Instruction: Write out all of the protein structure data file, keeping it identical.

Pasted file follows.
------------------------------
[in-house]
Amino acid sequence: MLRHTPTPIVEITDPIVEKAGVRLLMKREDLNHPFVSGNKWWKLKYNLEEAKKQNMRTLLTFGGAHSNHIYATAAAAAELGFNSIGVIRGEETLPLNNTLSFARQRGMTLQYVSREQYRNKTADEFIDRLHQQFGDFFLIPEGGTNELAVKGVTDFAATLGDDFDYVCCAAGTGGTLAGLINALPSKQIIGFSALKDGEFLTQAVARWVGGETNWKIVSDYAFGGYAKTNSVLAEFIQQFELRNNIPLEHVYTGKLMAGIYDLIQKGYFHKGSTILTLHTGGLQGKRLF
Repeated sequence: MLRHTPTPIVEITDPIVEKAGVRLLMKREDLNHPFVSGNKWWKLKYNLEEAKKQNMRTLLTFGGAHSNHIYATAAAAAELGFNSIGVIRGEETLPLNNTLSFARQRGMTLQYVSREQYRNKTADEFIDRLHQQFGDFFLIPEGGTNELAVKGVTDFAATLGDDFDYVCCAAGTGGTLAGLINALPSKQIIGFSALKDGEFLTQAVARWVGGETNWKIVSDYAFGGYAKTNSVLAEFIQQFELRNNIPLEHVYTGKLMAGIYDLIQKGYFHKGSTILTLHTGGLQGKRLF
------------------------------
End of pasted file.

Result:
[in-house]
Amino acid sequence: MLRHTPTPIVEITDPIVEKAGVRLLMKREDLNHPFVSGNKWWKLKYNLEEAKKQNMRTLLTFGGAHSNHIYATAAAAAELGFNSIGVIRGEETLPLNNTLSFARQRGMTLQYVSREQYRNKTADEFIDRLHQQFGDFFLIPEGGTNELAVKGVTDFAATLGDDFDYVCCAAGTGGTLAGLINALPSKQIIGFSALKDGEFLTQAVARWVGGETNWKIVSDYAFGGYAKTNSVLAEFIQQFELRNNIPLEHVYTGKLMAGIYDLIQKGYFHKGSTILTLHTGGLQGKRLF
Repeated sequence: MLRHTPTPIVEITDPIVEKAGVRLLMKREDLNHPFVSGNKWWKLKYNLEEAKKQNMRTLLTFGGAHSNHIYATAAAAAELGFNSIGVIRGEETLPLNNTLSFARQRGMTLQYVSREQYRNKTADEFIDRLHQQFGDFFLIPEGGTNELAVKGVTDFAATLGDDFDYVCCAAGTGGTLAGLINALPSKQIIGFSALKDGEFLTQAVARWVGGETNWKIVSDYAFGGYAKTNSVLAEFIQQFELRNNIPLEHVYTGKLMAGIYDLIQKGYFHKGSTILTLHTGGLQGKRLF